CMA CGM complies at all times with safety standards and regulations for non containerisable Cargoes
CMA CGM has its own dedicated staff to supervise
special cargo shipments. In addition the Group employs Independent cargo surveyors at Ports of Loading and Ports of Discharge.
All are highly skilled professionals. Focus is always on safety to ensure the very best transport and handling conditions and very low damage records.
The Group complies with all international regulations such as those contained in the International Convention for the Safety of Life at Sea (SOLAS) and its amendments, in particular the IMO Code of Safe Practice for Cargo Stowage and Securing (CSS Code) and its Annex13.
Safe practice for cargo stowage
This safety policy can be illustrated through some examples and recommendations as can be seen with the following:
Wind Mill Towers
Windmill towers : Fixing points
It is important that the lifting and fixing points are located at appropriate places for each unit, here above at the tower’s extremities
Windmill towers : Handling
The handling of the towers is carried out with adapted handling equipment : suitable spreeders and lifting straps
Windmill towers: Stowage and securing detail
The towers are placed on the bottom of a 40’ flat rack bed blocked with wood frames. They are then attached to the container’s fixing points with straps. And then there is only the hatch cover needs to be closed now.
Heavy lifts : Lifting of a gas turbine ex barge at Hamburg
This 118 Tons gas turbine has been loaded on board the containership directly from the barge with Hamburg floating crane. Availability of specially designed lifting points enable a smooth operation.
Heavy lifts : Lashing / Securing of a case containing sensitive machinery
Strong base and heavy duty structures are necesary to guarantee safe handling and stowage. Wooden dunnage can then be placed aside the case to secure the cargo on board. Shippers must also indicate the center of gravity on the case.
Heavy lifts : Protection and dunnage on a 134 Tons Rotor
This rotor has been placed on top of 4X40 FR stacked « in sandwich ». Strong wooden dunnage has also been made. This way the heavy weight of the cargo can be spread over a wide surface. This method allows heavy lift to be stowed on relative small surfaces on board containerships.
Loading of 170t heavy pieces from barge at Rotterdam1
The barge lays along the mother vessel, ready to be discharged.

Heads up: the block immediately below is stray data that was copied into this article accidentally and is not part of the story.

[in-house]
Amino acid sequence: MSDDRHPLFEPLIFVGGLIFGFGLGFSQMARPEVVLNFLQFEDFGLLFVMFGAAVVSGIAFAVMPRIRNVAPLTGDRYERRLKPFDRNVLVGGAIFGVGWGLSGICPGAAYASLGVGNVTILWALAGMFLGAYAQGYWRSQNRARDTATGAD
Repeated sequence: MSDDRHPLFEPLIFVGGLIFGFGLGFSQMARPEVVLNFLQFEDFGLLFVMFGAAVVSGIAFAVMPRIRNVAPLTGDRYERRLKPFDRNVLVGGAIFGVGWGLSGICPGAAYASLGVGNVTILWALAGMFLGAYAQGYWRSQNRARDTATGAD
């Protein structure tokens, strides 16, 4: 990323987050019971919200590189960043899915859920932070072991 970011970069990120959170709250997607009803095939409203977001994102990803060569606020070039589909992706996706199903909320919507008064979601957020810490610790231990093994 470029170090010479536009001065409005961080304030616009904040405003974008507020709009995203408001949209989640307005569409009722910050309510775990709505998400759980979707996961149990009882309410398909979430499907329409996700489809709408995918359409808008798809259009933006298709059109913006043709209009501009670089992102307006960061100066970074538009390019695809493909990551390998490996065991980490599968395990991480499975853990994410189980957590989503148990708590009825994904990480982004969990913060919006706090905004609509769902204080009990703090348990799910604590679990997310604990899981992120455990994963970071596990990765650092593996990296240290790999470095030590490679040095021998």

Heavy lifts : Direct transhipment of pieces from sea vessel to barge
Lift is performed smoothly from the hold of the containership.
Yachts Expedition : Loading of the yacht seen from the hold
Loading of the yacht with a gantry crane assisted by a spreeder frame to enable the straps to pass under the hull. The structure under the yacht’s hull , called a “craddle”, must be adapted to maritime transport (seaworthiness).
Placing of the yacht on board
Loading and placing of a yacht in the hold using lifting straps
Yachts Expedition : Stowage of a yacht in the hold
Securing/Stowage of the yachts in the hold on a bed of flat racks. The mast already packed and protected was placed on the side of the flat rack bed.
Out of Gauge cases to Chinese River Port
Crates: Securing of Crates on Flat Racks
View of crates secured at the 40’ FR anchor points before unloading. Protection pieces on top of the crates structures ensure the integrity of the upper structure’s packaging.
Securing of crates on flat racks
Securing the crates on flats : It is recommended to protect the crates structure at the straps passing points
Crates: Crates protection before lifting
Unloading handling for crates over 40 tons with lifting straps and a hook. The crate is reinforced at the principal contact points, which is essential for handling the crate without damaging it.
Direct transhipment from the vessel to the barge
The crates now on the barge, seen from the mother vessel after transshipment, on the way the 17th fluvial port on on the pearl River in south china.
Transport of container carrying OOG cargo
OOG: Vehicule on wheels on a flat rack
Loading of a 40’ flat OOG with slings with sides folded back. Special wedges were planned by the shipper to block the wheels and secure everything.
Crate on Flat Rack
Crate on a flat rack. Blocking, securing a package with metallic slings and bits of wood. The precautions taken by the shipper permits the safe transport of the goods.
OOG: Sailing boat on a 40’ Flat rack
For secure handling the ISO corners of the Flat Rack Container should be left free for a vertical sling hold . The shipper or the forwarder is responsible for the packing.
The weight of the piece should be shared out over the totality of the floor surface. This is done with frame wood as above; The drum is secured from its centre towards the flat rack container specific points.
OOG: Special part on 20’ Flat Rack
The frame wood ensures a secure support for the goods. The chains complete a perfect packing.